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Car Care Month
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October is Car Care Month, an ideal time to remind motorists as the weather cools, motorists should complete a seasonal vehicle checkup to maintain safety and maximize efficiency.
AAA recommends motorists use this simple checklist to determine their vehicle’s fall and winter maintenance needs. Many of the items on the list can be inspected by a car owner in less than an hour, but others should be performed by a certified technician. Motorists can identify reliable, high-quality repair shops with certified technicians by looking for the AAA Approved Auto Repair sign. These facilities must meet and maintain high professional standards for customer service, technician training, tools, equipment, warranties and cleanliness. Nearby shops can be located at AAA.com/repair.
Winter Car Care Checklist
Battery and Charging System – Have the battery and charging system tested by a trained technician. A fully charged battery in good condition is required to start an engine in cold weather. AAA members can request a visit from a AAA Mobile Battery Service technician who will test their battery and replace it on-site, if necessary. AAA Approved Auto Repair shops can also test and replace weak batteries.
Battery Cables and Terminals Make sure the battery terminals and cable ends are free from corrosion and the connections are tight.
Drive Belts Inspect the underside of accessory drive belts for cracks or fraying. Many newer multi-rib “serpentine” belts are made of materials that do not show obvious signs of wear; replace these belts at 60,000-mile intervals.
Engine Hoses Inspect cooling system hoses for leaks, cracks or loose clamps. Also, squeeze the hoses and replace any that are brittle or have an excessively spongy feeling.
Tire Type and Tread In areas with heavy winter weather, installing snow tires on all four wheels will provide the best winter traction. All-season tires work well in light-to-moderate snow conditions provided they have adequate tread depth. Replace any tire that has less than 3/32-inches of tread. Uneven tire wear can indicate alignment, wheel balance or suspension problems that must be addressed to prevent further tire damage.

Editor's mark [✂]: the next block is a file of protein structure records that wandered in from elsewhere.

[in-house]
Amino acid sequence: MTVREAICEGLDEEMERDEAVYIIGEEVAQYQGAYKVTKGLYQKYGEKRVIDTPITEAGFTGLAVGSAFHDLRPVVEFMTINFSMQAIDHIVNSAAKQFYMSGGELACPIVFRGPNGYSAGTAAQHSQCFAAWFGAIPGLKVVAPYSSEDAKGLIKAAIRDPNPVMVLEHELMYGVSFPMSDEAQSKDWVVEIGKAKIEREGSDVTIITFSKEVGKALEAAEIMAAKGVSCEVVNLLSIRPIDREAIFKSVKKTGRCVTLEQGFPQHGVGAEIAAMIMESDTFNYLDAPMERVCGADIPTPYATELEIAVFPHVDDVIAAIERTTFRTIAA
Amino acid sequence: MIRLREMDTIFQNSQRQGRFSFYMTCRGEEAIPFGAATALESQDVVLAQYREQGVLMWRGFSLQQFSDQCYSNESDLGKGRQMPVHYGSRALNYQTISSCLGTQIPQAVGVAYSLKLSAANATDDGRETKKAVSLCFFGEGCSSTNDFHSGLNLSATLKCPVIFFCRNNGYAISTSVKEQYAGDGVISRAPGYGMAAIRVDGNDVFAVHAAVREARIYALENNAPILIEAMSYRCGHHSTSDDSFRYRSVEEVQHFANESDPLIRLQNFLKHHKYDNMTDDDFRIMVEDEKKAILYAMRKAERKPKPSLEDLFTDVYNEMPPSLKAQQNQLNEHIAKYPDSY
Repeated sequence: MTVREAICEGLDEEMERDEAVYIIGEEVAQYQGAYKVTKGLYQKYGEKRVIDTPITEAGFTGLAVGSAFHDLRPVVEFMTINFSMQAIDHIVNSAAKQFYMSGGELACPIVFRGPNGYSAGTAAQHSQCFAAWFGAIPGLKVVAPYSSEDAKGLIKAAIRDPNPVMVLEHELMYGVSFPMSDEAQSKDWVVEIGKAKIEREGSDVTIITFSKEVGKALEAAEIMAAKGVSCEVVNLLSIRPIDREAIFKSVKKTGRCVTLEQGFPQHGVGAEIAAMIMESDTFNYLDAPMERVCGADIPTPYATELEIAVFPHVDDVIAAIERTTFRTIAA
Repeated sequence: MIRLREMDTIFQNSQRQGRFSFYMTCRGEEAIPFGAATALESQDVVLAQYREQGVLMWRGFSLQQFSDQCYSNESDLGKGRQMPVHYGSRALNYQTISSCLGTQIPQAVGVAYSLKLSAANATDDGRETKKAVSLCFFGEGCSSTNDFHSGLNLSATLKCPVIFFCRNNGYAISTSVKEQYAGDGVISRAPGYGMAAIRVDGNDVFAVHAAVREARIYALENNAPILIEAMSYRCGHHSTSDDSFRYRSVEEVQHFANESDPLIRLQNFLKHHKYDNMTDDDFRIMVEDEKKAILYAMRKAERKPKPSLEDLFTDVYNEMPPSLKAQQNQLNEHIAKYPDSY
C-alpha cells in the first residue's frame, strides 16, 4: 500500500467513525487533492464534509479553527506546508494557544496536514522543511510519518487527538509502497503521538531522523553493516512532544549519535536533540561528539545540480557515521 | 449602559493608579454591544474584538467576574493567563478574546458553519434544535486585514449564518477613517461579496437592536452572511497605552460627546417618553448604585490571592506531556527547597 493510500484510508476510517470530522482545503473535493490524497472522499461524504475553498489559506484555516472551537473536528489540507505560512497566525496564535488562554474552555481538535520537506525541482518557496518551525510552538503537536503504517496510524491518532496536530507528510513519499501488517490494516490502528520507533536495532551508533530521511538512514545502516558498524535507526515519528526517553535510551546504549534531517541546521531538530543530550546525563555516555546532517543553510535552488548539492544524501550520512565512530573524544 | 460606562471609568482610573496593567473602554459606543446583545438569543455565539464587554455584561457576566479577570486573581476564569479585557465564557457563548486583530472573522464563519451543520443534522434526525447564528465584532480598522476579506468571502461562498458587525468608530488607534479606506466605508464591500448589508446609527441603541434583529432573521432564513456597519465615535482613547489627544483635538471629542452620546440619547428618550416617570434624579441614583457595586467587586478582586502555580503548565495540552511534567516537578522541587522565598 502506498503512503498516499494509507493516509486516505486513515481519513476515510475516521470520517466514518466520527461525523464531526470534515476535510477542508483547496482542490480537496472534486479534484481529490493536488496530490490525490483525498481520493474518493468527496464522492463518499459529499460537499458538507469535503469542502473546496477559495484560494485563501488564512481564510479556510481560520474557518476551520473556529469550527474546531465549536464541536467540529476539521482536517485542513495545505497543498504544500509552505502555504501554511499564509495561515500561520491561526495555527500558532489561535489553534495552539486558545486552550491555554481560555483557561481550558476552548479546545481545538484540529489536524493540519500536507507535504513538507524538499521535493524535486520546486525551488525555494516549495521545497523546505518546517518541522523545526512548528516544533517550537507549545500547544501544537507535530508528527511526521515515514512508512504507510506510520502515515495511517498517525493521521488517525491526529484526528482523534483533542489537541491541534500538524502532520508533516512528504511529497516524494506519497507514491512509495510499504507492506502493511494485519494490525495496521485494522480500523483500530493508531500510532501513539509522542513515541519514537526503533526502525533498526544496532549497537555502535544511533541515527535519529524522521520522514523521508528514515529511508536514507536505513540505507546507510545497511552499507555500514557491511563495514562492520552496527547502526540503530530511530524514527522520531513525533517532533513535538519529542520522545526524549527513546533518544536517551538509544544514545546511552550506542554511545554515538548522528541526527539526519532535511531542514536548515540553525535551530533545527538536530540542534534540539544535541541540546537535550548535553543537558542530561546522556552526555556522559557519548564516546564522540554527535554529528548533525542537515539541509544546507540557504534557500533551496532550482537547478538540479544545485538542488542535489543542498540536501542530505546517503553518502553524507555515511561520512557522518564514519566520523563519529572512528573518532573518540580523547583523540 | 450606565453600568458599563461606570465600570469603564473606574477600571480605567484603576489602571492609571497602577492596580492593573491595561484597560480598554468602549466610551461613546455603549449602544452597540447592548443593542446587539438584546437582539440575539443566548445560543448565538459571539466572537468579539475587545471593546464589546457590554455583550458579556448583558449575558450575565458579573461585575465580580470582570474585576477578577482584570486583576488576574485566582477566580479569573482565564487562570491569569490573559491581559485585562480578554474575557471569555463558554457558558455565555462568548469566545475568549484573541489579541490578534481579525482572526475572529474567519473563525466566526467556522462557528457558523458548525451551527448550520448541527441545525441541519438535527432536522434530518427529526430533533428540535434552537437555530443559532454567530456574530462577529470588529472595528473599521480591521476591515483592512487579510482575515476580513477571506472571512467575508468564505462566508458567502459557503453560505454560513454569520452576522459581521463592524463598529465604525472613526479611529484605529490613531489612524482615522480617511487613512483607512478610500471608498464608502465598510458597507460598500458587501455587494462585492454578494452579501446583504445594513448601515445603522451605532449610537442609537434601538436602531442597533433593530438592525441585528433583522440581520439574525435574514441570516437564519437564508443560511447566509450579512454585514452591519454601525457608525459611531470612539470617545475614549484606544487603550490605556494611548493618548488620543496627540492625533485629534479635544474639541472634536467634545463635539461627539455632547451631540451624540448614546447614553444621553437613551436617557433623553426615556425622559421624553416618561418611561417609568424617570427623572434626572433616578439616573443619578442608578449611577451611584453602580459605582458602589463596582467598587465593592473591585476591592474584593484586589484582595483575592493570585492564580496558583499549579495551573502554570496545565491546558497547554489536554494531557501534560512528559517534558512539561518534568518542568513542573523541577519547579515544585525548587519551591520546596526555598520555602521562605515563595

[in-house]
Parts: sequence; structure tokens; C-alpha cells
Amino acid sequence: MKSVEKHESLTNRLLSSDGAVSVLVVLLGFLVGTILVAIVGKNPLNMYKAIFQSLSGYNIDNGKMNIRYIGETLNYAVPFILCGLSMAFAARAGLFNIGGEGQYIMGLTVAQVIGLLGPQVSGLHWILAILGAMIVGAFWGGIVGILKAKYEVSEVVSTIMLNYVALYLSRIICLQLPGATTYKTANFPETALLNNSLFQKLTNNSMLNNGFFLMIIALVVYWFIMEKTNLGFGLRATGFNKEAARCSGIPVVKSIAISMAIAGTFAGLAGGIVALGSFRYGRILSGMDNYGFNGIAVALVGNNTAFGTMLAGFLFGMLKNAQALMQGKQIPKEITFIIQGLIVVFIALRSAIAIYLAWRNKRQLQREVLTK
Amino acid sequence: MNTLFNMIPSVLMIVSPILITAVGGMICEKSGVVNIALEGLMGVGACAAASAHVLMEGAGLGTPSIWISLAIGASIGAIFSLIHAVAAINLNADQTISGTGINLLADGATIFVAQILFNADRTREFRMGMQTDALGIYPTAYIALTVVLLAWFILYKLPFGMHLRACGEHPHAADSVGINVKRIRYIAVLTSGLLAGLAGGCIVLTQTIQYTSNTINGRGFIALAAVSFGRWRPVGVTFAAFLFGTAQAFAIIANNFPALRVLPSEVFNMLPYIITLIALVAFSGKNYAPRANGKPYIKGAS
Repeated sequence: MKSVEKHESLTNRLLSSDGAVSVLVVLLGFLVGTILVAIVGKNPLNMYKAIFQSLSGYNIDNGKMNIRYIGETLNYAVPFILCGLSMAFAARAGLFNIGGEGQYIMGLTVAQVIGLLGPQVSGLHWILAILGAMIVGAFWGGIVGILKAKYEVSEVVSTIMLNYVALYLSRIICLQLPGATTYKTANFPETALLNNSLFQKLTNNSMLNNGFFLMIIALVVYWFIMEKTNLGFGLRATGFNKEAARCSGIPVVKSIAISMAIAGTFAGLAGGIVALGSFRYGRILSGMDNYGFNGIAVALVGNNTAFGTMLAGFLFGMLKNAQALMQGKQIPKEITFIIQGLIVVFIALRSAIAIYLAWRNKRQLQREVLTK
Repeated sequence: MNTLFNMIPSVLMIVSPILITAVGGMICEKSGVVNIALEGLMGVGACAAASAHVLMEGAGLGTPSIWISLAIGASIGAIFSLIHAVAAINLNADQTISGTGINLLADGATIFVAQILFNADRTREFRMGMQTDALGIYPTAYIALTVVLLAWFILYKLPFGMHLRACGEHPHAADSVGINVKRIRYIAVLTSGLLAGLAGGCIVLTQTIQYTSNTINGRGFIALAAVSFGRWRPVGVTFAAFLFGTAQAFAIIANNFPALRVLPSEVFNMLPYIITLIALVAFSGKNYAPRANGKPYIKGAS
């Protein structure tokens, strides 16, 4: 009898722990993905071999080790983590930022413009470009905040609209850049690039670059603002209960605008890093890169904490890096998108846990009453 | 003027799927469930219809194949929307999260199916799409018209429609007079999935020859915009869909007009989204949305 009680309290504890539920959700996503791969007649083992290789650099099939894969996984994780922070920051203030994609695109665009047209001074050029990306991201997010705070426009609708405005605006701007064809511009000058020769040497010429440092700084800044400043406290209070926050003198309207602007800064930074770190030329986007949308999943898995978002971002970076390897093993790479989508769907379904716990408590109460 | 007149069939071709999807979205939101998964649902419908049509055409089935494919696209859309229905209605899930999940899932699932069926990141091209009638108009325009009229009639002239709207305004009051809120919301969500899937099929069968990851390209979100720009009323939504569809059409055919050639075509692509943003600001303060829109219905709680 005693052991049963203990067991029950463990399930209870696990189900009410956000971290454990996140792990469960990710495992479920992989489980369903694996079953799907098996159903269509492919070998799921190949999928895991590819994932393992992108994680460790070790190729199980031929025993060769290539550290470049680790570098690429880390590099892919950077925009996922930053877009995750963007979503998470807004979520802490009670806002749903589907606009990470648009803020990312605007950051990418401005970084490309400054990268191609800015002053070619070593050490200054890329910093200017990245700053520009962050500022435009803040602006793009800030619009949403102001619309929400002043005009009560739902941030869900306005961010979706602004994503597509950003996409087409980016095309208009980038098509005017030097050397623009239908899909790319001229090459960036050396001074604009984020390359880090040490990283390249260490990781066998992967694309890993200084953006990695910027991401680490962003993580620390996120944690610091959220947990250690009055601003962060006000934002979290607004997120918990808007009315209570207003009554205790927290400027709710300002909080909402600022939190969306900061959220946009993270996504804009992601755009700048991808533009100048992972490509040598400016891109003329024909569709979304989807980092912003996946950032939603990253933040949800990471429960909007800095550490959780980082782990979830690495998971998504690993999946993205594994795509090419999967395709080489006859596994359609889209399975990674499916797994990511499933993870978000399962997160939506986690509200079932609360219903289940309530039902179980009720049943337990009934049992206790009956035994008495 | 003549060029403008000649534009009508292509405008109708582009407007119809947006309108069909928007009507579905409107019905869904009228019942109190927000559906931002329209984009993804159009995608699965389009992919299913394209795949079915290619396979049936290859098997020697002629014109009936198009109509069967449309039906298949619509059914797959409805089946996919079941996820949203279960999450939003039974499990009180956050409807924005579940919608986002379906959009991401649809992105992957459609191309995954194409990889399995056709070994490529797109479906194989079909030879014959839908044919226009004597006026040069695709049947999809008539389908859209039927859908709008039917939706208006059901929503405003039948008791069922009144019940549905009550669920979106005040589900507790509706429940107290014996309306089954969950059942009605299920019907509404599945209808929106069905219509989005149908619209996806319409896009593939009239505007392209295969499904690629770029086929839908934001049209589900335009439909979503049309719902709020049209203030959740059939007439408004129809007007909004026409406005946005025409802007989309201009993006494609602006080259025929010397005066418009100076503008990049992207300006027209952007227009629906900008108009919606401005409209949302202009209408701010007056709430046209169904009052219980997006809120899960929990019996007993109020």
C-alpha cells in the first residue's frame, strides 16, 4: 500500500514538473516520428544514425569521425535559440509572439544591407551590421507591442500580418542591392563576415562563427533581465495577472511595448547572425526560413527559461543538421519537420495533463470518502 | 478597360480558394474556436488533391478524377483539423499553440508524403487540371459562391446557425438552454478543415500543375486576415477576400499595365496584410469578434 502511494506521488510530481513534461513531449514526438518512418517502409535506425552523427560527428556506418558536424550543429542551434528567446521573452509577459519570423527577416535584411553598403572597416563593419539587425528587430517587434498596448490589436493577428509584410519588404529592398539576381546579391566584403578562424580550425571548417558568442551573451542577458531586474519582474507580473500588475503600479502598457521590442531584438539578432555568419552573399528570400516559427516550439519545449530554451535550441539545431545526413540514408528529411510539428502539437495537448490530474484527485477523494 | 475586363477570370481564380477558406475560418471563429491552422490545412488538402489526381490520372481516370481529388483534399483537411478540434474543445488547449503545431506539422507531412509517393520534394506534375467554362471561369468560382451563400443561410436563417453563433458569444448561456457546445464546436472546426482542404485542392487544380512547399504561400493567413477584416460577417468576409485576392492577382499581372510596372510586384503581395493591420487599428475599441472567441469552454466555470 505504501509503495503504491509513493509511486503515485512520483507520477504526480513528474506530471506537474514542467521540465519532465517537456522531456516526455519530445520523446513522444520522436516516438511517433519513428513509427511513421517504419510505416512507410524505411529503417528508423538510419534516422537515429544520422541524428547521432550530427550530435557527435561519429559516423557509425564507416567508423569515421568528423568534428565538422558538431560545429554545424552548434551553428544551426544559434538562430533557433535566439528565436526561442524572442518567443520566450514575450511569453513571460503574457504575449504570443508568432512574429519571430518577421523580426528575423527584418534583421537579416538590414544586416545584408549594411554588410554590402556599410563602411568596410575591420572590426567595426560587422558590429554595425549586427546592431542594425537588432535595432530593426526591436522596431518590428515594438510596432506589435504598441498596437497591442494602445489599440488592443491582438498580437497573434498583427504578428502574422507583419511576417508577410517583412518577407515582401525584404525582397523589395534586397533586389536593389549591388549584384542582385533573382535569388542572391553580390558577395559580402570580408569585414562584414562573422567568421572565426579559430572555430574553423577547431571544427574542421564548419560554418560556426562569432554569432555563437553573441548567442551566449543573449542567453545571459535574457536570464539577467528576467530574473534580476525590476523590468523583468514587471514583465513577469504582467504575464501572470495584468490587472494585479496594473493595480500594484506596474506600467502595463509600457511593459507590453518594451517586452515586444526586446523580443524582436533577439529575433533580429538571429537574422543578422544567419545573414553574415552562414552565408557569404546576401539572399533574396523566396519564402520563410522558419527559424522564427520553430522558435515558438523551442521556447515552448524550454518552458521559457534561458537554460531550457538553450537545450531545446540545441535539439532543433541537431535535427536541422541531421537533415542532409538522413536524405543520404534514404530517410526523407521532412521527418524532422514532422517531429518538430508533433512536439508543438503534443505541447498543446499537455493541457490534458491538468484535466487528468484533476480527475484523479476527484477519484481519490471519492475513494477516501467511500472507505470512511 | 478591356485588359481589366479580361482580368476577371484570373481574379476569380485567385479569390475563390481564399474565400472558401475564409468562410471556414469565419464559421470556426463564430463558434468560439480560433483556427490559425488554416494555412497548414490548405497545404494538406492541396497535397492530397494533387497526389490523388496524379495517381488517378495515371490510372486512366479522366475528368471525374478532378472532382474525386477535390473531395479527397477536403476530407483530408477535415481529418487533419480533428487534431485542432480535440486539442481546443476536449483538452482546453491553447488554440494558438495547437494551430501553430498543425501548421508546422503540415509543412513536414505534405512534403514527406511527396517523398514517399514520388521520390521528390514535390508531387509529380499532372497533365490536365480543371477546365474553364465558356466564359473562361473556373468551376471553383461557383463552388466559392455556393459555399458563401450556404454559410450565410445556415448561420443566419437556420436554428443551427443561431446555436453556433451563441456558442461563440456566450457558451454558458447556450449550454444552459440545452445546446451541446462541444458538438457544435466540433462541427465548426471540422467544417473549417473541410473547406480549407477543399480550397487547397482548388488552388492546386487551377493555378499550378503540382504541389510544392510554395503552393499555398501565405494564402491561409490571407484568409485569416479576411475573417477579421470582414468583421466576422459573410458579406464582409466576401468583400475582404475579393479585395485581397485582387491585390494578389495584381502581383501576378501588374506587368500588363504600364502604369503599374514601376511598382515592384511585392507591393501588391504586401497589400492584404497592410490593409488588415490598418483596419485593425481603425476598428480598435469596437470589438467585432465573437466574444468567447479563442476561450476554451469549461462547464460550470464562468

Tire Pressure Check the inflation pressures of all four tires and the spare more frequently in fall and winter. As the average temperature drops, so will tire pressures—typically by one PSI for every 10 degrees Fahrenheit. Proper tire pressure levels can be found in the owner’s manual or on a sticker typically located on the driver’s door jamb.
Air Filter Check the engine air filter by holding it up to a bright light bulb. If light can be seen through much of the filter, it is still clean enough to work effectively. However, if light is blocked by most of the filter, replace it. Some filters are made of materials that do not pass light; replace these filters at the automakers’ recommended intervals.
Coolant Levels Check the coolant level in the overflow tank when the engine is cold. If the level is low, add a 50/50 solution of coolant and water to maintain the necessary antifreeze capability. Test the antifreeze protection level annually with an inexpensive tester available at any auto parts store.
Lights Check the operation of all headlights, taillights, brake lights, turn signals, emergency flashers and back-up lights. Replace any burnt out bulbs.
Wiper Blades The blades should completely clear the glass with each swipe. Replace any blade that leaves streaks or misses spots. In regions where snow is common, consider installing wiper blades that have a one-piece plastic “beam” frame, or “winter blades” that wrap the metal frame in a rubber boot – both of these designs help prevent snow and ice buildup that can interfere with blade-to-glass contact.
Washer Fluid Fill the windshield washer fluid reservoir with a winter cleaning solution that has antifreeze components to prevent it from freezing.
Brakes If there are any indications of brake problems, such as a low pedal, grinding noise or steering pull under braking, have the system inspected by a certified technician.
Engine, Transmission, Brake and Power Steering Fluids Check all fluids to ensure they are at or above the minimum safe levels.
Emergency Road Kit Carry an emergency kit equipped for winter weather. The kit should include:
- Mobile phone (and car charger) pre-programmed with rescue apps and important phone numbers including family and emergency services
- Drinking water
- First-aid kit
- Non-perishable snacks for both human and pet passengers
- Traction aids (sand, salt, non-clumping cat litter, traction mats)
- Snow shovel
- Extra warm clothing (gloves, hats, scarves)
- Flashlight with extra batteries
- Window washer solvent
- Ice scraper with brush
- Cloth or roll of paper towels
- Jumper cables
- Warning devices (flares or triangles)
- Basic toolkit (screwdrivers, pliers, adjustable wrench)
Need help with some of these items? Find reliable, high-quality repair shops with certified technicians by looking for the AAA Approved Auto Repair sign. These facilities must meet and maintain high professional standards for customer service, technician training, tools, equipment, warranties and cleanliness. Nearby shops can be located at AAA.com/autorepair.